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The New Social Media Divide

Hope you had a lovely Thanksgiving with friends and family. I’ve found the past few weeks a good time to reflect on how I consume information and, more broadly, how I spend my time. So far, one thing has become clear: I’m using Twitter and Facebook less.

In the past month, I’ve found myself going to Twitter and Facebook News Feed only to bounce once I see a wash of stories—and more often opining—about a topic I feel like I’ve frankly heard enough of. I’d chalk this up to general election overload and predict I’ll feel differently soon. But it’s not just election fatigue. It’s not just news fatigue. It’s a broader social media fatigue.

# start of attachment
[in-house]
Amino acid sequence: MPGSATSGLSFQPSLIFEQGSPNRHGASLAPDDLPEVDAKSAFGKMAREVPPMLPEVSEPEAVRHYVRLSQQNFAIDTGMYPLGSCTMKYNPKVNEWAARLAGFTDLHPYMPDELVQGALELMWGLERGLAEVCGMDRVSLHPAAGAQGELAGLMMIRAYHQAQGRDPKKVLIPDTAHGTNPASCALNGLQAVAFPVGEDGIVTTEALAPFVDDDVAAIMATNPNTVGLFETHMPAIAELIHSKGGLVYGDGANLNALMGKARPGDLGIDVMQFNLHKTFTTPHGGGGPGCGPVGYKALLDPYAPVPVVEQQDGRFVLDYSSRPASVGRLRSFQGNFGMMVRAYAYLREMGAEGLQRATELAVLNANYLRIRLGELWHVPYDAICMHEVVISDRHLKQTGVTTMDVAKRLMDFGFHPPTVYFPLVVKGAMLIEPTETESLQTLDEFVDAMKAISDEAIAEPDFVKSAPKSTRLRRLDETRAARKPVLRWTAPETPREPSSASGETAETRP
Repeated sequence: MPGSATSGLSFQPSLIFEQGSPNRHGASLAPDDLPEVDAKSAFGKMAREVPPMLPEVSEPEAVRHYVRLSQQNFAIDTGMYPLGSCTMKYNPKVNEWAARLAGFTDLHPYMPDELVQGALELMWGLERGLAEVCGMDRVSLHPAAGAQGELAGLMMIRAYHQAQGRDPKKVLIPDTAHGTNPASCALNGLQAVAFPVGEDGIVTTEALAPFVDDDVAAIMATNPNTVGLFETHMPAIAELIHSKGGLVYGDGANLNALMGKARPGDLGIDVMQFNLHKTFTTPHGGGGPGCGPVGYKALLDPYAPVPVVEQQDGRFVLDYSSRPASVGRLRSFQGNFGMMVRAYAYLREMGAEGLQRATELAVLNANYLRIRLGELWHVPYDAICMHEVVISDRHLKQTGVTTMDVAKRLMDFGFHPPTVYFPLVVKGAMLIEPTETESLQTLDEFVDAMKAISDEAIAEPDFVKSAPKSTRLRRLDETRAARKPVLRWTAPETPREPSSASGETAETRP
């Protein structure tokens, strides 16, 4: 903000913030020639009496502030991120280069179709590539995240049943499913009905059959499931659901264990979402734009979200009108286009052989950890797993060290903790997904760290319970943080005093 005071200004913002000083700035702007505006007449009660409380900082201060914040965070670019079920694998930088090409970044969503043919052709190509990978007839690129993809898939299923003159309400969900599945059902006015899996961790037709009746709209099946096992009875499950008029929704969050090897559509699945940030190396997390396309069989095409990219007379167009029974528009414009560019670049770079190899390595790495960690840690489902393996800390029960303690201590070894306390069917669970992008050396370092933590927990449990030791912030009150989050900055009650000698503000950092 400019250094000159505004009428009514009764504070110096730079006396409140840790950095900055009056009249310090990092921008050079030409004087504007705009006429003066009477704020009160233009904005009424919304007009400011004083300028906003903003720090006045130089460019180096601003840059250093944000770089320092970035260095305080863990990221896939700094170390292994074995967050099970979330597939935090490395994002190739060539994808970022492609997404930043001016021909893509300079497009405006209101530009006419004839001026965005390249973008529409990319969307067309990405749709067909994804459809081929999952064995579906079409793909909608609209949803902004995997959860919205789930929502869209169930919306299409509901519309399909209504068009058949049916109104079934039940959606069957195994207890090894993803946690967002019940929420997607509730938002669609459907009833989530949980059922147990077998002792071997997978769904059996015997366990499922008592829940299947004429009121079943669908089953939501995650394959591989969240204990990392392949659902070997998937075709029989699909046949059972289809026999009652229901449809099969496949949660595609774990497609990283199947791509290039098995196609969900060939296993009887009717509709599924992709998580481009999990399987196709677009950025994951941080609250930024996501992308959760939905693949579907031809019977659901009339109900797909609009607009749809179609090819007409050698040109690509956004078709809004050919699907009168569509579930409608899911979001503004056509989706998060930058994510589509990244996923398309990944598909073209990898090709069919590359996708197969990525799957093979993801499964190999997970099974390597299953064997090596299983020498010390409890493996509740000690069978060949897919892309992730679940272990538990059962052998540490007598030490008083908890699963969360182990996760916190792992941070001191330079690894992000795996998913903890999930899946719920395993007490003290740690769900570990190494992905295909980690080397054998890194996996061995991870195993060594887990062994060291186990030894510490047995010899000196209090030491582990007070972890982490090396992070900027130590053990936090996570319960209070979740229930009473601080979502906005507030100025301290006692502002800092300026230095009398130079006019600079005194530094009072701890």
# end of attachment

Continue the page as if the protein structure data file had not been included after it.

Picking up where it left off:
I believe this is happening for two reasons. The first is the nature of the services themselves. As Facebook moves to boost engagement and advertising revenue by showing more public content from big brands, versus posts from my friends, it feels more like entertainment. The same is true of Twitter which—because I tend to follow people in my industry—remains an echo chamber I check in on more as a distraction than an information source.  

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